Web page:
The Riding Analogy

Every rider struggles to express their love of machine and open road to non-riders. Real non-riders, ones who have never felt the rush of wind or seen the blur of asphalt.

Anyone who has operated a motorcycle or ridden as a passenger, must surely see the allure. Some will not be willing to face the inherent dangers of such an activity. They may be willing to forego the joy it offers for a semblance of greater safety. But they at least have felt the pull of freedom and heard its siren song of exhaust. They ‘get it’, the why of our choice to ride.

For those who have done neither, it is an elusive thing to describe, this connection, this passion, this feeling of being in such a greater sense. We as riders know one thing. If you haven’t experienced it, we are left without a frame of reference from which to describe it to you. When asked, no answer can provide all that is needed for you to ‘get it’, and thus every answer falls short of answering any whys.

As a rider, I am very aware of this evasive quarry that is sufficient explanation. As a writer, even more so struck by the lack of qualitative words that I can hobble together to provide any insight. I am left with the tried and true method of analogy. The hopes that comparison will offer clarity, ever knowing it too may well fall short of expectations.

Let me start this analogy by saying I am not a baseball fan. I played a couple years of little league in my youth, but I was never drawn to the sport as a participant. However, my own limited personal experience with the sport as a spectator is also my best analogy.

On television, I find it unwatchable. The lack of action and monotonous drone of commentator conspire to put me to sleep within minutes. I must push through the pain for the reward of seeing who wins, though any one-minute recap would do the same. It is the same as the environmentally controlled ambiance of driving in your car alone. Close-ups and replays traded for the wider view. Make it nighttime and put some talk radio on the dial and you would likely have the same narcoleptic effect. But at least you get to where you were going as your reward.

 My first experience with attending a game came from inside a well-appointed club box. The addition of friends and food made the experience much more bearable. And although present at the game, we seemed completely happy to glance at the televisions around, on occasion, to track the score. The surroundings no less sheltered. The view available restricted by social distraction and convenience of televised frame. Until a last glance offers the reward of a final score. Likewise, your car can be enhanced by company and your travel may gain the status of ‘road trip’, when tweeted by friends staring at even smaller screens, as the world goes by outside their windows. Your car and experience a bit fuller, but your destination still your reward.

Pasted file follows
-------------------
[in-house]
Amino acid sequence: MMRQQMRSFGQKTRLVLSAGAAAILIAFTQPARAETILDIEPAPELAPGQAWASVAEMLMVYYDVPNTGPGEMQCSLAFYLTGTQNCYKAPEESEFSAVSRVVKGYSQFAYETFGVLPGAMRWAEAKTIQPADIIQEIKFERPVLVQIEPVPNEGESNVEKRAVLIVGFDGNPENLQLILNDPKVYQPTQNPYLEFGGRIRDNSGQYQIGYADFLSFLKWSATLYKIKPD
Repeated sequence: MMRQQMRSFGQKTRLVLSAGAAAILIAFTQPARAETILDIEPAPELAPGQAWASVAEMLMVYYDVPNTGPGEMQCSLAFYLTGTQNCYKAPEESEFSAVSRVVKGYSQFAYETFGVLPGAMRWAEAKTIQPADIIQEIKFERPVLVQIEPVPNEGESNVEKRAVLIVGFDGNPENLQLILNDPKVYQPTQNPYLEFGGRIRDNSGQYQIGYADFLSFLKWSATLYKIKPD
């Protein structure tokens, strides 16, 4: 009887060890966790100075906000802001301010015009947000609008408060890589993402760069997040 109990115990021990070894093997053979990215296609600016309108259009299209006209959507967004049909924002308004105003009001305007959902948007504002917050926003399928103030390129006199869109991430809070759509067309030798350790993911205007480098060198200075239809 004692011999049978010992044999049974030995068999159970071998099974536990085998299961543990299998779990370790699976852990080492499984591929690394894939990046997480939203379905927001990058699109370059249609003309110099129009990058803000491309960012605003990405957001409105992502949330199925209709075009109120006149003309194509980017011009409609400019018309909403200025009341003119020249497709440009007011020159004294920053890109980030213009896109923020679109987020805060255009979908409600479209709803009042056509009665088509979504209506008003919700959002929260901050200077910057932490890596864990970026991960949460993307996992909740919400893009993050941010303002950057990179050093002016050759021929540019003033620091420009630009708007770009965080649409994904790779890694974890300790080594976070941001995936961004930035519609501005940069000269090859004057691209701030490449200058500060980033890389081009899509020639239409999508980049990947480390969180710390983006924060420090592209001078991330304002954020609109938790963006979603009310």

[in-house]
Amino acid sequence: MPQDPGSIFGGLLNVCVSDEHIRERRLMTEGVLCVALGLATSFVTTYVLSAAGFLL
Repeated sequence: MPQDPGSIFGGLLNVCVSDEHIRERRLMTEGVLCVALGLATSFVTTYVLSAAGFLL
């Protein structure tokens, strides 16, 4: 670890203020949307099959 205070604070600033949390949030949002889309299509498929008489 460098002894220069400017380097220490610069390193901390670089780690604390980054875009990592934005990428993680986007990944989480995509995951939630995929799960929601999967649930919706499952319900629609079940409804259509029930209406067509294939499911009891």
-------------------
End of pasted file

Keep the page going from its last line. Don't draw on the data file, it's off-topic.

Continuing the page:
Then I had the opportunity to attend a game in the stands, right along the first base line. This experience was amazing. The crack of bat and roaring crowd adding to the fervor. The smell of roasted peanuts and stale beer planting you firmly in where you are. The view of the entire field and raucous fans in the stands, create a multi-stage performance to rival any. The attention now given to the dangers of a foul ball require a focus on what is at hand on the field. Gone is the arbitrary simple existence of just being there, you are fully engaged in the competition evolving in front of you. Aware of what transpires and how it may affect you. When the final pitch is thrown and the winner declared, you will have reached that same goal with greater joy and appreciation. It will not be the score that is the reward, but the journey to get there.

 That’s what riding is to us. Driving your car is like watching baseball on television. Riding is being at the game. Destination is never our reward. It is simply a goal. Our reward lies in all the miles in between.

5 Responses to “The Riding Analogy”
  1. Your analogy gave a great perspective!

  2. edward dougherty says:

    Great read leads to a better understanding to the non rider.
    Just one critique…. What you couldn’t find a Phillies pic for you opening photo???

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